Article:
But there is now a new game in town; the political trial that deposed President Lugo on June 22nd reflects a changing scenario in Paraguay. Traditional political forces, the liberalismo and coloradismo (supporters of the Liberal and Colorado parties respectively) appear to respect the rules of the democratic game when, in fact, their actions undermine these very rules.
Numerous factors have led to the situation we see today. Lugo’s administration and the legislative chambers had sat on opposite ends of the ideological spectrum. President Lugo had faced fierce opposition to most (if not all) of the bills he tried to pass while in office. This distance between the executive and legislature was due both to Lugo’s (limited) progressive policies as well as perceptions of his (alleged) arrogance towards the legislative. This abyss between the powers was apparent during the political trial as a crushing majority democratically – or rather, legally – voted Lugo out of power.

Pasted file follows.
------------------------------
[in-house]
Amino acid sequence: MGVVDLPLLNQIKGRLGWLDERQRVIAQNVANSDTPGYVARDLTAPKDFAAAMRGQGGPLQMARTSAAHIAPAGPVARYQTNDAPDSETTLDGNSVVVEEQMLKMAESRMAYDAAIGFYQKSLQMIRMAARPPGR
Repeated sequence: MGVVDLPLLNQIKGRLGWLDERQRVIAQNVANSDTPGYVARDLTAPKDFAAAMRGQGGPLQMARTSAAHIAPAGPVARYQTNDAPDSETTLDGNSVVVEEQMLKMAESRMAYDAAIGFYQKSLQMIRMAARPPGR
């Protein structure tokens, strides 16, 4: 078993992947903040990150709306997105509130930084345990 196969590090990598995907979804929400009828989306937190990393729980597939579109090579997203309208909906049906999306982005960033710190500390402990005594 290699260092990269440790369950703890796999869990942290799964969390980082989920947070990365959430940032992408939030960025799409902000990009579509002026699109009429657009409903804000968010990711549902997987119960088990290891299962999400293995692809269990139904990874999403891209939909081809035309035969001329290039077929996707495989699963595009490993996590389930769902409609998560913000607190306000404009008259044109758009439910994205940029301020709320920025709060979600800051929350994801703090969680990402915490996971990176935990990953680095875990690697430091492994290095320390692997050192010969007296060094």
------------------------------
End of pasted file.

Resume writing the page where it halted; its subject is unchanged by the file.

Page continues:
The parliamentary majority had, in turn, been elected by a controversial electoral system designed during the transition to democracy in the 1990s. Contrary to the Stronista past, which ruled Paraguay for 35 years, these changes ensured that power was no longer concentrated in the executive. Closed party-lists led to an oligarchical mode of electoral competition, controlled by the two traditional parties. These parties have a strict hierarchical structure, with very little participation of their constituents. Little respect is paid to their own internal electoral-organizational rules, as is seen in their manipulation of the electoral system; the parties hide names of those politicians with shaky democratic credentials in the middle of the so-called listas sábanas (blanket lists) to increase the chances of their election. Center-left political parties and social movements have been vocal about the distortions created by the listas sábanas and these actors have been demanding changes to the electoral design for the upcoming elections in 2013. It is no coincidence that those who would be affected by those changes removed Lugo from power by a presidential putsch.